The industry is constantly changing, especially with the Internet. The world has just gotten smaller. In this very candid interview, Gregory has some outstanding advice for photographers. In fact, I love his approach with a comment he makes early on: "Just worry about your next picture!"
I hate saying "trust me" all the time, but you're about to experience an incredible seven minutes with one of the greatest photographers in our industry! Skip Cohen
Every one of these videos is remarkable because it essentially takes you inside Gregory Heisler's head as he thinks through how he wants to photograph each cover shot. As you listen to him take you through his thought process, think about how you'd think through your next portrait session. How much more remarkable would your work be with this kind of preparation?
It's the newest addition toProfoto's Master Series with Gregory Heisler talking about his cover shot of Alonzo Mourning. It's incredible how much of Gregory's thought process is packed into 3 1/2 minutes of video. This is great stuff and as I've asked before, "How good would your portrait work be if you put this kind of thought into every portrait sitting?"
Thanks Profoto - this is one of your best yet!
by Skip Cohen
One of the highlights of my career was spending three weeks with Gregory Heisler when we were both asked to do portfolio review at Hallmark Institute. Every day for three weeks three judges reviewed each graduating student's portfolio in front of a live audience. It was one of those projects that I'd describe as "the most fun I don't want to do again!" Reviews often took up to an hour, as each image in every student's portfolio received a full critique from three different judges.
On our way out to dinner one night it just happened to be my birthday. The headshot I'm still using was done by Gregory, who simply said, "Come on, we've got to do a fast headshot of you for your birthday!" There's no way I was going to pass up my headshot by Gregory Heisler! He set it up with a vertical softbox about a foot from the left side of my face. His Hasselblad was set up about 18-20 inches in front of me. He shot wide open and had an assistant hold in an opaque card between the softbox and camera just to keep the flair off the lens.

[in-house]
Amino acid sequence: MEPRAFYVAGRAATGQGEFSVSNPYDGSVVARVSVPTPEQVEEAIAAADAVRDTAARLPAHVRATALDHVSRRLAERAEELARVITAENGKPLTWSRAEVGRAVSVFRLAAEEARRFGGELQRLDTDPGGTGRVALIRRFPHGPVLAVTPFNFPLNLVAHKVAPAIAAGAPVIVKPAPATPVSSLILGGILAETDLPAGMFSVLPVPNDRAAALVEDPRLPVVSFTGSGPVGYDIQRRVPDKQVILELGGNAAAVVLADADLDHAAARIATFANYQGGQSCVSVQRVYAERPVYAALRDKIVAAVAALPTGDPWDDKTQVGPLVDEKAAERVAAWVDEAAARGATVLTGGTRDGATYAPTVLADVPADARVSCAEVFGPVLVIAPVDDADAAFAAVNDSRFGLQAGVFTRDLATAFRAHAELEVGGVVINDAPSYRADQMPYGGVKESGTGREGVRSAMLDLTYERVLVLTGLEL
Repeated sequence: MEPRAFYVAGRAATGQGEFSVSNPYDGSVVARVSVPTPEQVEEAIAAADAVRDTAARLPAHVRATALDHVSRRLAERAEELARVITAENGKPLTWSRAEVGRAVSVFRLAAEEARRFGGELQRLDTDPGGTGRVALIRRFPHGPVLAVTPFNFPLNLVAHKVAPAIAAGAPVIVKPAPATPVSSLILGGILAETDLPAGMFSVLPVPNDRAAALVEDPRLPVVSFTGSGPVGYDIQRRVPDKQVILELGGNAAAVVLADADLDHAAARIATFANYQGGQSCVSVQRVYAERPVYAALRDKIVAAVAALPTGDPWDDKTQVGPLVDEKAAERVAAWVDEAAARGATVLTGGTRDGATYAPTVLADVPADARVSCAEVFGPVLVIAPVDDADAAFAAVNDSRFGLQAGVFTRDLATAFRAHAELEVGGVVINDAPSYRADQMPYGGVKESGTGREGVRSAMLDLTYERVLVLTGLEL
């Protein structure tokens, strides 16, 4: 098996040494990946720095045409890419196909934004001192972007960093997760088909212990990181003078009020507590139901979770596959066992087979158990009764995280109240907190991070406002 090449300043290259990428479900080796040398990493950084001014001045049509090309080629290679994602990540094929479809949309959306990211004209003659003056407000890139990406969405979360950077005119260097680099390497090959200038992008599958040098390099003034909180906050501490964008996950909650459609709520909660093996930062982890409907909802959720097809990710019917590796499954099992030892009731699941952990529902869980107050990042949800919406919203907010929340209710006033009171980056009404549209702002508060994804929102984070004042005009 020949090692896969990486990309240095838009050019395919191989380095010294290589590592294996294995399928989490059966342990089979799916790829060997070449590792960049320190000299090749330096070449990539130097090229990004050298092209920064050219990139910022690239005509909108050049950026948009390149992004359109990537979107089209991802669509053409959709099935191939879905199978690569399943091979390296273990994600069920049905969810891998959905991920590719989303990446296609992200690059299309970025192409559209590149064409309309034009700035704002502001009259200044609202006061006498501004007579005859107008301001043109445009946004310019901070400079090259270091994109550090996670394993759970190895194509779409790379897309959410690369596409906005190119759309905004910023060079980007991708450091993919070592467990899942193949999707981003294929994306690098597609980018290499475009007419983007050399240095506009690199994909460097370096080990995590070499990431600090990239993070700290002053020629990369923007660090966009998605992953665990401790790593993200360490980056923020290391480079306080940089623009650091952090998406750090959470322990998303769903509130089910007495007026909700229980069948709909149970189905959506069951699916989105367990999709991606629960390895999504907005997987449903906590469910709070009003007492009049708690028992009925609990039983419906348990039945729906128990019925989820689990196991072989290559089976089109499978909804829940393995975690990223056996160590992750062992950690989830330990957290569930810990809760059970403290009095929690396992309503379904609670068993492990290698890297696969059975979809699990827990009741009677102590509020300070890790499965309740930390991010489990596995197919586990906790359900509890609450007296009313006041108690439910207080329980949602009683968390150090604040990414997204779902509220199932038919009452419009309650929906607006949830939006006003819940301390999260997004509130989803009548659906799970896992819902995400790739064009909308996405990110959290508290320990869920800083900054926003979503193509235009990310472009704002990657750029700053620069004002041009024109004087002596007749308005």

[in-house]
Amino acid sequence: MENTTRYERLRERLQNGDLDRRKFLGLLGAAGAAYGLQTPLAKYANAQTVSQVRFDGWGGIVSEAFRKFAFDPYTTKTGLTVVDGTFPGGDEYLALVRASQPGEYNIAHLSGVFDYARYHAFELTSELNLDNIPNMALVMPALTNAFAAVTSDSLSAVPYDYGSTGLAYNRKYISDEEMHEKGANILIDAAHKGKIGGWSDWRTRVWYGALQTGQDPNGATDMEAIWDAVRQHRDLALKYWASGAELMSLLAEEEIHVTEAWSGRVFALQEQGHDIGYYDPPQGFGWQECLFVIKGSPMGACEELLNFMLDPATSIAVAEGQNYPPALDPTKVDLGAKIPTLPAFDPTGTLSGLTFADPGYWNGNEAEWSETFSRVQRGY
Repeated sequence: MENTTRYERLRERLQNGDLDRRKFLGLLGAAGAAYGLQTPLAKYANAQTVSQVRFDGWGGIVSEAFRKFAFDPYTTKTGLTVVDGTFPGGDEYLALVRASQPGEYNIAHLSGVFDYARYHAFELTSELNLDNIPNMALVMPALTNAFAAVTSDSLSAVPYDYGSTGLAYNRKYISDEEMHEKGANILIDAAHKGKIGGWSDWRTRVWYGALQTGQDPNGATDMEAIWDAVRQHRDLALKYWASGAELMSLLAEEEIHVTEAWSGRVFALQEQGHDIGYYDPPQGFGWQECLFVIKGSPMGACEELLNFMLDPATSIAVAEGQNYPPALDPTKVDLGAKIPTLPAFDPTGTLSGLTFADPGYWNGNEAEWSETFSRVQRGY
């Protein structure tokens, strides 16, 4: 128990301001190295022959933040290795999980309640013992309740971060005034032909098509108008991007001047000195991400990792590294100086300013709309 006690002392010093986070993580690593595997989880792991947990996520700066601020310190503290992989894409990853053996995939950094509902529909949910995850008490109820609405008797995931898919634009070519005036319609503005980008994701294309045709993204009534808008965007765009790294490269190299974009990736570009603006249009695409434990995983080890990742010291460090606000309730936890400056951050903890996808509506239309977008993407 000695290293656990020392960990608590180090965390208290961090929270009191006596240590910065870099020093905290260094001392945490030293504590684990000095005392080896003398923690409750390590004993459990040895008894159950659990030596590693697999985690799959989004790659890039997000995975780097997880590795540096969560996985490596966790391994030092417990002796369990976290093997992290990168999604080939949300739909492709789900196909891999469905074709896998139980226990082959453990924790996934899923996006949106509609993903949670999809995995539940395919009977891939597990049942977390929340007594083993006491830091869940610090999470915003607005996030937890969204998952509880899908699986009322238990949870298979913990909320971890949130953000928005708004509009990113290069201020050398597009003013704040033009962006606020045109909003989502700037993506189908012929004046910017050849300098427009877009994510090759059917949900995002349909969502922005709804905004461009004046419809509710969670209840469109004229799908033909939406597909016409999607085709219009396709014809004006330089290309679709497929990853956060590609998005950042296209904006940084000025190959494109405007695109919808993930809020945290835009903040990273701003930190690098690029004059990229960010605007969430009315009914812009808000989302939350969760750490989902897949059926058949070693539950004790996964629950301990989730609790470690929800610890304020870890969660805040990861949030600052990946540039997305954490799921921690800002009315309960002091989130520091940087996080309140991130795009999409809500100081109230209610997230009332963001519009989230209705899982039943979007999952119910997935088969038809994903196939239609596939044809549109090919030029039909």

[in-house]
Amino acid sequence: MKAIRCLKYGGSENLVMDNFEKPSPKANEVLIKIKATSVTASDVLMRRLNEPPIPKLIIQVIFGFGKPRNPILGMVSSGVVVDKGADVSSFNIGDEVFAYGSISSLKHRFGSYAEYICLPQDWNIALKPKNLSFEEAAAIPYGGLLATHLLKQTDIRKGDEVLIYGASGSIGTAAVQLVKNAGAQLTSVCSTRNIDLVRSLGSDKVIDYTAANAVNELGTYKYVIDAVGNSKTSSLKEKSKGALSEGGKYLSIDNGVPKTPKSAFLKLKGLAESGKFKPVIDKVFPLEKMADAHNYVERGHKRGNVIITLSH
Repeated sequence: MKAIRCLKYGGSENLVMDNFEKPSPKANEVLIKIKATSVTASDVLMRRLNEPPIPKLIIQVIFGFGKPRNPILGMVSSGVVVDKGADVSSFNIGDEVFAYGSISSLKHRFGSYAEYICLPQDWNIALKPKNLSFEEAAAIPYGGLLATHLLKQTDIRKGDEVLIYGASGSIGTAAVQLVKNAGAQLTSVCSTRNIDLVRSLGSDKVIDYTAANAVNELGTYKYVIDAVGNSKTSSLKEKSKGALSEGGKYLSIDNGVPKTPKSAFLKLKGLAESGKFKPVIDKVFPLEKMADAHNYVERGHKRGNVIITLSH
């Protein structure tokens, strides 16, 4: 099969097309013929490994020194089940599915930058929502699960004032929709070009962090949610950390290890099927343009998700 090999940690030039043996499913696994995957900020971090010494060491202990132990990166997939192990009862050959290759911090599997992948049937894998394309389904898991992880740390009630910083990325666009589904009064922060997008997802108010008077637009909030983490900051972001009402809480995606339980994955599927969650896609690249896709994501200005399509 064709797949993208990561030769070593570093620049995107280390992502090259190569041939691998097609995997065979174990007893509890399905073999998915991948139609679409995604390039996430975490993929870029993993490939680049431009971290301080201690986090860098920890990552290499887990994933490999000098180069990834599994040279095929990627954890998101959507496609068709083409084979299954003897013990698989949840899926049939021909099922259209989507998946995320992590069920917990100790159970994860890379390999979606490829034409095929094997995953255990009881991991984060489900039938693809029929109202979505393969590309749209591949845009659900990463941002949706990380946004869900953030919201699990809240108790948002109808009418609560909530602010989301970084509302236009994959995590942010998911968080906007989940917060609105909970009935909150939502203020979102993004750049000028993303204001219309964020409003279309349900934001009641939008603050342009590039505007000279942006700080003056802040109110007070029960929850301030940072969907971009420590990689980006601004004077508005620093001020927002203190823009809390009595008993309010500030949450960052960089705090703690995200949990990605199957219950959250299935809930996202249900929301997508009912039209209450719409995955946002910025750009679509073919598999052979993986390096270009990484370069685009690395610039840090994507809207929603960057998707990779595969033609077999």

Here's the funny sidebar - my daughter was a photo student then and asked how the shot was taken. I gave her all the information and she called me a few days later. "Dad, I'm trying to create a similar image and I keep frying my subjects!" Oops, I forgot to tell her Gregory only used the modelling light and never turned on the strobes!
Gregory Heisler is one of the finest photographers in our industry. He's photographed at least 75 covers for Time Magazine and if you're at a convention where he's speaking, run don't walk to grab a seat!
What I love most about these short videos is listening to Gregory take us through his thought process for whatever project he's about to embark on. This was no ordinary portrait session. It was Derek Jeter for the cover of Sports Illustrated and following Gregory's thought process will give you some remarkable insight. Now imagine how your images would look if you did your own "whiteboard" for every portrait sitting. How much better could your images be if you gave every client's session this level of forethought? As always, a big thanks to Profoto. This is great stuff.
Gregory Heisler and Bruce Springsteen for Time
It's another moment of brilliance thanks to a little help from Profoto. Gregory takes us through white-boarding his shoot with Bruce Springsteen for Time Magazine. As always, what I love is his thought process and how much you can learn just listening to Gregory as he takes you through what he hopes to accomplish in the look and feel of the image. It's only a three minute video, but loaded with so much insight.
by Skip Cohen
This is actually the first video in Profoto's Master Series with Gregory Heisler. So often photographers look at an image and recognize the skill set of the photographer, but don't understand the background that's gone into the final image. In this short video, Gregory shares the background in making this iconic image for Time Magazine right down to his choice of cameras.